Tesla Stocks rise as Wedbush’s Ives raises target to $500

Shares of automaker, Tesla rose 1.7% during Monday premarket trading following Wedbush analyst Dan Ives’ price increase.

The analyst rose Tesla’s target to $500 ahead of the company’s third-quarter earnings report which will be out this week. Ives said he believes in Tesla’s capability of growing beyond its current state, he, therefore, boosted Tesla’s target to $500 from $475.

“We believe Tesla’s improved manufacturing efficiency and shining Giga 3 success in China will be on full display later this week and lead to another strong bottom-line performance which should beat the Street in our opinion,” Ives wrote in a letter to clients. “In terms of overall unit demand heading into year-end we believe Tesla is on pace to impressively achieve in the area code of 500k units for the year, in a line in the sand that was a pipe dream six months ago as Tesla (and other auto players) have navigated this unprecedented COVID backdrop.”

Tesla’s stock which dropped 4.8% in the last two days, has risen 46.5% in the last three months, with the S&P 500 gaining 8.0%.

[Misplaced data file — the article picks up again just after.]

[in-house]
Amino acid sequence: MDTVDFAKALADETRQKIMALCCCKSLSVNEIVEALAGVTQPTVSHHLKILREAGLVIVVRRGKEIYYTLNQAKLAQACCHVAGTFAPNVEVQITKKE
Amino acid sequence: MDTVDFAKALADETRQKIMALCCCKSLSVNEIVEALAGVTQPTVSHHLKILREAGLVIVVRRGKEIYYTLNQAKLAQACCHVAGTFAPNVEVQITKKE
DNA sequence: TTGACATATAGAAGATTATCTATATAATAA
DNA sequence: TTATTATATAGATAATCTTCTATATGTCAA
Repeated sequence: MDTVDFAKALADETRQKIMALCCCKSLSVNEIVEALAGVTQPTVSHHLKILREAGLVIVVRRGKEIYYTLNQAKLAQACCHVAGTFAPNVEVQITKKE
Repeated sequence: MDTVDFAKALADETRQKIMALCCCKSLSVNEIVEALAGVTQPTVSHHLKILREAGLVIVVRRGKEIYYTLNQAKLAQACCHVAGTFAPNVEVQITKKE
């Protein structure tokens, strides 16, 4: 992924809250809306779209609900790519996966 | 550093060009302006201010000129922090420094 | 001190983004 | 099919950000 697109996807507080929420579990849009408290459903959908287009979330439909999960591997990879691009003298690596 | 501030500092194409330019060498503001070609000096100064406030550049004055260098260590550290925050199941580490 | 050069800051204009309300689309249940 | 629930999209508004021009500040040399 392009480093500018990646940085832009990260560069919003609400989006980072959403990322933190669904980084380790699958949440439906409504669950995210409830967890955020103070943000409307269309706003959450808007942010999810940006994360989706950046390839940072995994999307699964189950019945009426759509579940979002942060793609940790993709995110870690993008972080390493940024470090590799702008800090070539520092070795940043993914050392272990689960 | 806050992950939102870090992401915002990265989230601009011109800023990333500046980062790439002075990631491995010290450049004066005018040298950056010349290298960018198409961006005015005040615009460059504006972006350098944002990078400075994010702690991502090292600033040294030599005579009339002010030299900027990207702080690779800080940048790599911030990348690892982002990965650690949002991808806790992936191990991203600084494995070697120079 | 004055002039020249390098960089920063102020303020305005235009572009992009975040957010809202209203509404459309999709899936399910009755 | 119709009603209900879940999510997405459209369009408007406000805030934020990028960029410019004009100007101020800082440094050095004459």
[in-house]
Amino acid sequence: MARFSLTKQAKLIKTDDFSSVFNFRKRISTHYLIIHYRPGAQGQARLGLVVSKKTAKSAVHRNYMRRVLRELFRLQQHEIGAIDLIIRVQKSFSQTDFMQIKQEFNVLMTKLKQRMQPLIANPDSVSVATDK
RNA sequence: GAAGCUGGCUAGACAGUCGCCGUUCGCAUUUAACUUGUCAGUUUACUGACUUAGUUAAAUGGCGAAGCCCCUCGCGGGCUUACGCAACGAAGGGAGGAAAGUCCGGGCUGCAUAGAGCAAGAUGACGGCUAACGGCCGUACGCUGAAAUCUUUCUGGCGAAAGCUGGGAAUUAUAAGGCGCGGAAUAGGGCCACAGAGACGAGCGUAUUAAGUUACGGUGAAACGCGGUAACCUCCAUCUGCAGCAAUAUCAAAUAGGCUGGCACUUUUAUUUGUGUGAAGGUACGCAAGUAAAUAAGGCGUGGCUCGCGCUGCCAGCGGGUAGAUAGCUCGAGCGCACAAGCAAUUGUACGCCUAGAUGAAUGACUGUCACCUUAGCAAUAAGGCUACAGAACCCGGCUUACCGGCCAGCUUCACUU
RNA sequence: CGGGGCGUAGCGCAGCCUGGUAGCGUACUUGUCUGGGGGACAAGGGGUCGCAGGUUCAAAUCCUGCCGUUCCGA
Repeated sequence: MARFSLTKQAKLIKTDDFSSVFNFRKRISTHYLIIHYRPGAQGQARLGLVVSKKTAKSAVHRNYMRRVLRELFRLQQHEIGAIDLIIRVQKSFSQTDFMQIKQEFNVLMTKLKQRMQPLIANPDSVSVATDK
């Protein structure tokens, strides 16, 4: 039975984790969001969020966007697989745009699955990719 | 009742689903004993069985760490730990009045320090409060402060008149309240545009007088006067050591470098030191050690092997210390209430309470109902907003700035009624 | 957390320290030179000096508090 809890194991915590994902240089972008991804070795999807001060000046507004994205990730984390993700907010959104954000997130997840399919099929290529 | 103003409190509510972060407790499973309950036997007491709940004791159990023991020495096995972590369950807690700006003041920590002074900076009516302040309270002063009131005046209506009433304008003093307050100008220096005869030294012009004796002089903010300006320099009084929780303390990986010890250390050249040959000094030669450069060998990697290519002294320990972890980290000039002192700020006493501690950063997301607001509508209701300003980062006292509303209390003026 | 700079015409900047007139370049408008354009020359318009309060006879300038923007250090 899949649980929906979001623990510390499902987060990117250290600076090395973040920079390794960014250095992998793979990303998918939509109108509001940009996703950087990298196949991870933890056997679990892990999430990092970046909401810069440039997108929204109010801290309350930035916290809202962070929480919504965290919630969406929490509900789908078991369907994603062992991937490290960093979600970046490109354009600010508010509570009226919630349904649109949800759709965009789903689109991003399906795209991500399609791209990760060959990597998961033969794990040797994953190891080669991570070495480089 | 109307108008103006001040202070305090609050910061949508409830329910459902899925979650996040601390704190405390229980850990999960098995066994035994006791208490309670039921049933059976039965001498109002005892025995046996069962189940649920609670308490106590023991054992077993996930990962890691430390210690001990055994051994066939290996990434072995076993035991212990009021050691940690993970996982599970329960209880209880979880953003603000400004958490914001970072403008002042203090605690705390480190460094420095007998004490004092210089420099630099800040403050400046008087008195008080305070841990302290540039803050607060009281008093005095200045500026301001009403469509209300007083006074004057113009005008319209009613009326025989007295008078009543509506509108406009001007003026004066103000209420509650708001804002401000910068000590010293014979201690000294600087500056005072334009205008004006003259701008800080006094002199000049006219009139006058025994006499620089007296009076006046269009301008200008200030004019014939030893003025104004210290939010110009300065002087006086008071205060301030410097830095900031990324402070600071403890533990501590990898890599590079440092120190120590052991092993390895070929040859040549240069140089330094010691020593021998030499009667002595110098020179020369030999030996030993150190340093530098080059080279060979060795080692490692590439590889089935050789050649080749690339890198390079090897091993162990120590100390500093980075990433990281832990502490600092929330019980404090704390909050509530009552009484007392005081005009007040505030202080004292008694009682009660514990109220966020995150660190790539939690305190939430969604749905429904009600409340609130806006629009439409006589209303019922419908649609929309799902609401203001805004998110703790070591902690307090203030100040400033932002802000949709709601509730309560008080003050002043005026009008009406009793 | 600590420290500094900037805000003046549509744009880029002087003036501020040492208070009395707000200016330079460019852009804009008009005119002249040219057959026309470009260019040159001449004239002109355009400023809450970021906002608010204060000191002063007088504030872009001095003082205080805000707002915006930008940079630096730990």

According to Tesla, the company is set to report its third-quarter earnings after Wednesday’s closing bell. In a consensus compiled by FactSet, Tesla’s earnings will be 55 cents per share and revenue of $8.38 billion.

What investors should expect in Tesla’s earnings report

The EV maker is scheduled to release its FY 2020 third-quarter results on Wednesday, October 21 after the market’s closing bell. Analysts, on average, expect Tesla to report non-GAAP earnings of 56 cents a share, higher than a year ago of 37 cents a share. Analysts also expect revenue at $8.26 billion, up 31% from $6.3 billion reported in the same quarter a year ago.

Credit Suisse analyst Dan Levy in a recent note said Tesla is likely to report higher than the consensus third-quarter results. He estimates non-GAAP earnings of 73 cents per share.

Goldman Sachs analyst Mark Delaney expects earnings of 60 cents per share. He said auto OEMs including Tesla are beneficiaries of increased auto demand.

The third quarter is an important quarter for Tesla as its performance will show investors whether or not the company can maintain profitability regardless of the lower regulatory credit revenue, according to Levy. He added that Tesla’s gross margin is at the center of the much expected EPS beat as greater volumes boost the margin. The quarter’s gross margins are expected to be at 20.9%, up two points sequentially.

Tesla’s annual production target for 2020 is 500,000 vehicles, but it may be hard for the company to achieve. Levy isn’t expecting the EV maker to take down its target on the earnings call, however, he forecasts full-year production of 486,000.


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